As an engineer — or anyone in the working world these days — you have roughly one million things on your mind at a time.
So, we realize that after you’ve made the decision to load test with Load Impact (great choice, btw), that you might be interested in our 25+ years of load testing experience when it comes to getting started.
We recommend a three-phase process that you and your team will be able to manage pretty easily, and we’re going to outline each of those phases over the next three weeks in a mini-series of blog posts.Each phase will include a few steps, so let’s get started with Phase 1, Step 1.
Step 1: Create User Scenarios
A user scenario defines what URLs or web pages simulated users will request during a load test.
(Note: “User scenarios” can also be referred to as “load scripts” by some engineers. So, just remember these terms are interchangeable, but Load Impact almost always uses “user scenario.”)
The goal is to get actionable data from your performance testing, so your user scenarios must mirror realistic traffic patterns if you want to know which optimizations will have the greatest impact on load times.
Simply put: User scenarios are the backbone of your performance testing.
Check out this blog article on the best practices for creating realistic user scenarios for some guidance.
Our best users typically include multiple user scenarios in every test. That’s because no two groups of users are going to behave the exact same way, so you want to be sure your application and infrastructure can handle many different people doing different things at the same time.
Step 2: Smoke Tests
These tests are run in order to uncover obvious flaws in test scripts, platforms, code, etc. before committing the resources of a full test.
Run these tests with anywhere between 10-50 concurrent virtual users, and you might be surprised (pleasantly or unpleasantly) by what you can uncover.
It’s also important to note that when you upload a user scenario in the Load Impact app, that you’ll be asked to “validate” the scenario. That means we’ll run a single Virtual User through the scenario to make sure it doesn’t have any fatal errors.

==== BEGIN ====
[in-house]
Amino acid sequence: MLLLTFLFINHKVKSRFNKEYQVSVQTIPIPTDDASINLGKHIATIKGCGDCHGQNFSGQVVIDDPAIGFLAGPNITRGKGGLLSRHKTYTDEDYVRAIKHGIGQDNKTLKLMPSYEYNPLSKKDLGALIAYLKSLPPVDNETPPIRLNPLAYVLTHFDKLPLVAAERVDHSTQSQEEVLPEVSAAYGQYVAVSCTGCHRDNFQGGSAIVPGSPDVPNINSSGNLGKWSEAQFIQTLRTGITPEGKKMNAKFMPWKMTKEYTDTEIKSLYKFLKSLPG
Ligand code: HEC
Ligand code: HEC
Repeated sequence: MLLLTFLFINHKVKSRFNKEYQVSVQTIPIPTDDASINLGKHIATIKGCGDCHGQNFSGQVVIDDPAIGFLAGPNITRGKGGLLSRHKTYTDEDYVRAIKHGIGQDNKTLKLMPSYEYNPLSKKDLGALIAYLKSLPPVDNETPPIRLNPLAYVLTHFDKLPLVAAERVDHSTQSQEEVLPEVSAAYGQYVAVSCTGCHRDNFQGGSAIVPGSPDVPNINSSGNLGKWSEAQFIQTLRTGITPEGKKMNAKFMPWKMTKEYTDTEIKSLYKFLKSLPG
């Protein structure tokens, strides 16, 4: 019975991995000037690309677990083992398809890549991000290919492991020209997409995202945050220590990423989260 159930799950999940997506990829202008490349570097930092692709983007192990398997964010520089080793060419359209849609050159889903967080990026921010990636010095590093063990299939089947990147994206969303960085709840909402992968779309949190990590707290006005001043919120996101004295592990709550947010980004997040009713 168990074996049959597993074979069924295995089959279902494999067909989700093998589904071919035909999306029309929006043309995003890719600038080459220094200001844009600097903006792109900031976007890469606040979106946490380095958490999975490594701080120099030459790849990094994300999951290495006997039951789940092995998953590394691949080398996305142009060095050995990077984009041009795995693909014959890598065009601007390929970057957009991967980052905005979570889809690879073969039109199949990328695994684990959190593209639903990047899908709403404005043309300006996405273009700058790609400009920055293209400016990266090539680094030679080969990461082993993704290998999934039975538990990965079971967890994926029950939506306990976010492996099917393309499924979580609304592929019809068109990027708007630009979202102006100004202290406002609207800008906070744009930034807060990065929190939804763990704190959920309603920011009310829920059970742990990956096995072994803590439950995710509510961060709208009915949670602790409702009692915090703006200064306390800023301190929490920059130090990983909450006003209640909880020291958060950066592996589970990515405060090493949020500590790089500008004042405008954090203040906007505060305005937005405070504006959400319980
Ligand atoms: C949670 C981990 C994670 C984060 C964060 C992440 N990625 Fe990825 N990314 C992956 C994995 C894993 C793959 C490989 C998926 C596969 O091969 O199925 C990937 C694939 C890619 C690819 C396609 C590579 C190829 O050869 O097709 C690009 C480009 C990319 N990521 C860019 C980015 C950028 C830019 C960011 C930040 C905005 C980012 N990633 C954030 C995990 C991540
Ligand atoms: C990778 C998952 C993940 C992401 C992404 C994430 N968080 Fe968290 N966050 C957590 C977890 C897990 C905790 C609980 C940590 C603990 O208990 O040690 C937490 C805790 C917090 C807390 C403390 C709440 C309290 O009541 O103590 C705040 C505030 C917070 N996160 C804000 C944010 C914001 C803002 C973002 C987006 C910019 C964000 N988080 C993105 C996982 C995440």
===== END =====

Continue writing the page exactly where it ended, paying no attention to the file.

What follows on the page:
While you should absolutely validate every user scenario you use before trying to run a test, it’s important to not consider that validation a “smoke test.”
Remember, a smoke test provides data on your app and infrastructure, too, while the validation only tests the user scenario.
Step 3: Create Load Tests
You have your user scenarios. You know they work. You’ve run your smoke tests and made any small optimizations that could have otherwise been show-stoppers.
Now, you’re ready to actually configure your load tests. Here’s what you need to know to do that.
- How many concurrent virtual users do you want to test?
- Rely on your average traffic data if you want to get your performance baseline
- Crank it up 10x (or more) if you want to test the max capacity of your app and infrastructure
- Which (and how many) user scenarios are you going to use in each test?
- All of your users aren’t going to behave the same way, so multiple scenarios is very important — as we noted above
- How will you allocate load between user scenarios?
- You know all your users won’t be on the same journey, and this is where you configure
- It’s usually a good idea to run multiple tests with differing percentages so you get a full picture of how your app could behave differently based on what people are doing
- Where will load be generated from?
- We have eight load zones from around the world to choose. Think about the regions where your traffic originates to answer this question
- What browsers and networks should the test emulate?
- Maybe the majority of your users are using Chrome over an unlimited network — or maybe they’re using mobile iOS over a 4G network. This is another example of where you should leverage your analytics and historic data to help you create a super-realistic test
Entering Phase 2
All right. The user scenarios and tests have been created. You’re feeling prepared, and you’re ready to take on the world of performance testing.
Stay tuned for our next blog post, which will focus on benchmarking and understanding some of the more complex cases that can arise when load testing.